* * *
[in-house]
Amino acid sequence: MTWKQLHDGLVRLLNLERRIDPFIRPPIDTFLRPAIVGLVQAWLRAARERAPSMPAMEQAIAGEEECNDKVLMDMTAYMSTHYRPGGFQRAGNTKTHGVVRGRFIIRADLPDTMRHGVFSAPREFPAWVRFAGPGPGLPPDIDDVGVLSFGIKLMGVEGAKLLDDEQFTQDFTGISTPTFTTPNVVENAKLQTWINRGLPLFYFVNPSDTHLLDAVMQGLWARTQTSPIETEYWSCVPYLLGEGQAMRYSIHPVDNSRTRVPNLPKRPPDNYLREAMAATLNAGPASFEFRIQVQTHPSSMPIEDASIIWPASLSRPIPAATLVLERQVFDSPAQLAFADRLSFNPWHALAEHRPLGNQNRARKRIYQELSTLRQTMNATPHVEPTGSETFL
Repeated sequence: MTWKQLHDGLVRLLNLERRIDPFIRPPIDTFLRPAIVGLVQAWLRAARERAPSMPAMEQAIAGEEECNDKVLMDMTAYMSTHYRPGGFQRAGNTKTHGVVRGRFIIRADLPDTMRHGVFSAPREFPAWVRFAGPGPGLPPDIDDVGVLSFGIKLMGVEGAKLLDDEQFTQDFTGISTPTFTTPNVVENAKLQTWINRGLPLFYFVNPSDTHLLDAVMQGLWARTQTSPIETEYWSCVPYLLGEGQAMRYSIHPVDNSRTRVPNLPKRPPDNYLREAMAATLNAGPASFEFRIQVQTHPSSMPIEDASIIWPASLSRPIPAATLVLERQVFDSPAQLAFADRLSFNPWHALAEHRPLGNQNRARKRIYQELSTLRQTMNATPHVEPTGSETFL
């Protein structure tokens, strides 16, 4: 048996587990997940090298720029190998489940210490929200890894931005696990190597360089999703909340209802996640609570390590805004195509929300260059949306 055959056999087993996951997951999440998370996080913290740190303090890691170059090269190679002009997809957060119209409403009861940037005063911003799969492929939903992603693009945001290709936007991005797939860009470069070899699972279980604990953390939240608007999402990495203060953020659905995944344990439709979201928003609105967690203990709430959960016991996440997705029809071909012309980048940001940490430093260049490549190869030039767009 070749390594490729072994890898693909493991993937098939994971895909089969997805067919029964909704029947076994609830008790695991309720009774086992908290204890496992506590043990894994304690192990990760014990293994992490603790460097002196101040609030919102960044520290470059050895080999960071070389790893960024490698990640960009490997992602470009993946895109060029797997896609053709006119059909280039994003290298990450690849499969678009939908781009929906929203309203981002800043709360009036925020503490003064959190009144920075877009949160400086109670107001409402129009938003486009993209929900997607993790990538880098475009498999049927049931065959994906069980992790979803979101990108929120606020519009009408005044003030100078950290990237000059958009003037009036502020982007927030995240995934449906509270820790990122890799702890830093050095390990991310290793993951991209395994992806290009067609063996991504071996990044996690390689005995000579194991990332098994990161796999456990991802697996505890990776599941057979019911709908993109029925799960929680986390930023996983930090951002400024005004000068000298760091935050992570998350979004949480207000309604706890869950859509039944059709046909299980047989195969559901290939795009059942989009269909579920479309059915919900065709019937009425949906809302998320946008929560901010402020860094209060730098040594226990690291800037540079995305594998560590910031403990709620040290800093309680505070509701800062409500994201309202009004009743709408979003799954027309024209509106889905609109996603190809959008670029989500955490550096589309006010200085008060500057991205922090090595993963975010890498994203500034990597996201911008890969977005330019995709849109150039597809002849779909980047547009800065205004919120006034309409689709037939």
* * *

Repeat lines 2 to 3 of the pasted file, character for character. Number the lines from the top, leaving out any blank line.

Amino acid sequence: MTWKQLHDGLVRLLNLERRIDPFIRPPIDTFLRPAIVGLVQAWLRAARERAPSMPAMEQAIAGEEECNDKVLMDMTAYMSTHYRPGGFQRAGNTKTHGVVRGRFIIRADLPDTMRHGVFSAPREFPAWVRFAGPGPGLPPDIDDVGVLSFGIKLMGVEGAKLLDDEQFTQDFTGISTPTFTTPNVVENAKLQTWINRGLPLFYFVNPSDTHLLDAVMQGLWARTQTSPIETEYWSCVPYLLGEGQAMRYSIHPVDNSRTRVPNLPKRPPDNYLREAMAATLNAGPASFEFRIQVQTHPSSMPIEDASIIWPASLSRPIPAATLVLERQVFDSPAQLAFADRLSFNPWHALAEHRPLGNQNRARKRIYQELSTLRQTMNATPHVEPTGSETFL
Repeated sequence: MTWKQLHDGLVRLLNLERRIDPFIRPPIDTFLRPAIVGLVQAWLRAARERAPSMPAMEQAIAGEEECNDKVLMDMTAYMSTHYRPGGFQRAGNTKTHGVVRGRFIIRADLPDTMRHGVFSAPREFPAWVRFAGPGPGLPPDIDDVGVLSFGIKLMGVEGAKLLDDEQFTQDFTGISTPTFTTPNVVENAKLQTWINRGLPLFYFVNPSDTHLLDAVMQGLWARTQTSPIETEYWSCVPYLLGEGQAMRYSIHPVDNSRTRVPNLPKRPPDNYLREAMAATLNAGPASFEFRIQVQTHPSSMPIEDASIIWPASLSRPIPAATLVLERQVFDSPAQLAFADRLSFNPWHALAEHRPLGNQNRARKRIYQELSTLRQTMNATPHVEPTGSETFL